I just spent a couple of minutes talking on the phone to a wonderful lady with the San Diego Natural Guide. I contacted the guide earlier this week to see about getting a spot in their directory for the Fall. So as we were talking, she was asking about Lucidia and if it could possibly benefit someone with asthma. She was saying that she used to live in Illinois and had a friend come visit her recently from Illinois. The last time they saw each other, this friend was asthma free and in the two years since then, she developed such severe asthma that she uses a breathing machine when necessary and at times will have to wake up in the middle of the night, just to get herself hooked up to the machine to regulate her breathing.
Wow, I felt so bad for this woman. It’s no way to live your life – to feel like you’re being suffocated. Ugh! To not be able to breath… and then what if you’re caught somewhere without an inhaler or breathing machine. It seems frightening.
So anyway, as this nice woman from the San Diego Natural Guide and I were talking, she asked whether Lucidia would help her asthmatic friend. I let her know that her friend should definitely not try to replace her breathing machine with Lucidia, but that Lucidia will help improve her immune system and strengthen her body so it won’t be affected by allergens.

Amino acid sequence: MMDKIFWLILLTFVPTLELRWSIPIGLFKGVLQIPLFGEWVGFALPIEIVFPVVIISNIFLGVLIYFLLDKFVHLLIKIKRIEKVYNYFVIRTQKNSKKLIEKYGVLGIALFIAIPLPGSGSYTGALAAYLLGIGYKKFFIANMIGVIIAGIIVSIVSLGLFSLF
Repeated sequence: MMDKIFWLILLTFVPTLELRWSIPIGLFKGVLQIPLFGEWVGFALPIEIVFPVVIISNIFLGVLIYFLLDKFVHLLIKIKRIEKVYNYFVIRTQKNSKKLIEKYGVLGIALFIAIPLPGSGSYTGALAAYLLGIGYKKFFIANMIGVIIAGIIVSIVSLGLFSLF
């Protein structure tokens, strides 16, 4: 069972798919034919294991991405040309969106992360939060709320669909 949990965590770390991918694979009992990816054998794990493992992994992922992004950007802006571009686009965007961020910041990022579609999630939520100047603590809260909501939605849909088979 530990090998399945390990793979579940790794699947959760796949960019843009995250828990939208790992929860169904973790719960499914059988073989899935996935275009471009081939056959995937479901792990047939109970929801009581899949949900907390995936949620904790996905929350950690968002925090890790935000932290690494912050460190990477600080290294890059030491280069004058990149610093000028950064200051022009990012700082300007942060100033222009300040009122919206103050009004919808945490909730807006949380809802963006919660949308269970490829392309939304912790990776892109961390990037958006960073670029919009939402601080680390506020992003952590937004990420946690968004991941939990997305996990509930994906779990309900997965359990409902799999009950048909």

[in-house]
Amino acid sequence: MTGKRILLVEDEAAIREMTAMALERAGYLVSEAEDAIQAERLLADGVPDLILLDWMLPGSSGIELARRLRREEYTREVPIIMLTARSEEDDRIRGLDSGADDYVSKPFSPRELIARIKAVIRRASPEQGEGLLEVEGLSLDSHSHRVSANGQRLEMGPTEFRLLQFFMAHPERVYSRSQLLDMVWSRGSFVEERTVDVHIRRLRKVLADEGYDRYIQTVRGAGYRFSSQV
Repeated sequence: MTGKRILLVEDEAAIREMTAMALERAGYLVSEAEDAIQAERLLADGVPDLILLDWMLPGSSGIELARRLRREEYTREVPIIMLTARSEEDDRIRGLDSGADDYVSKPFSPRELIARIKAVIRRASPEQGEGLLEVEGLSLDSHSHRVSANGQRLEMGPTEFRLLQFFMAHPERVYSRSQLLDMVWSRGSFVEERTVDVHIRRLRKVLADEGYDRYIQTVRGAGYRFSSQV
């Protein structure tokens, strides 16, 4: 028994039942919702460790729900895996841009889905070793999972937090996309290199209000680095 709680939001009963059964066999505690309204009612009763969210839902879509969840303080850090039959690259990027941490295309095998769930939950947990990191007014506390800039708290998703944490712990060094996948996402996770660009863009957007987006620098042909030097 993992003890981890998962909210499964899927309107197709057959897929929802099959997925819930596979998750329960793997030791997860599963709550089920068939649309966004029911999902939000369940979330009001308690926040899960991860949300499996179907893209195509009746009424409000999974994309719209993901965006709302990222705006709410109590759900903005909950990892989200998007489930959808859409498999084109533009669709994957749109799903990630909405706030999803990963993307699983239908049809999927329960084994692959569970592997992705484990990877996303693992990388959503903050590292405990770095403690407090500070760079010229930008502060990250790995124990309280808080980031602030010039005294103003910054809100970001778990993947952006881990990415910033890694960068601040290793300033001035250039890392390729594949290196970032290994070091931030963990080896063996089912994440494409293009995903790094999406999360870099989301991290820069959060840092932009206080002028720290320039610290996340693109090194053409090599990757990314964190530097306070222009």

I’ve never experienced asthma, so I wanted to do a little research to see what happens when someone has an asthma attack. This is what I found… Basically the muscles of the bronchial walls tighten, and your airways produce extra mucus that blocks the passage of air.
Some of the most common triggers of asthma are pollen, dust mites, mold and pet dander; and irritants, like smoke, pollution, fumes, cleaning chemicals, and sprays.
Thanks to the following sites for helping me out with my curiosity about asthma.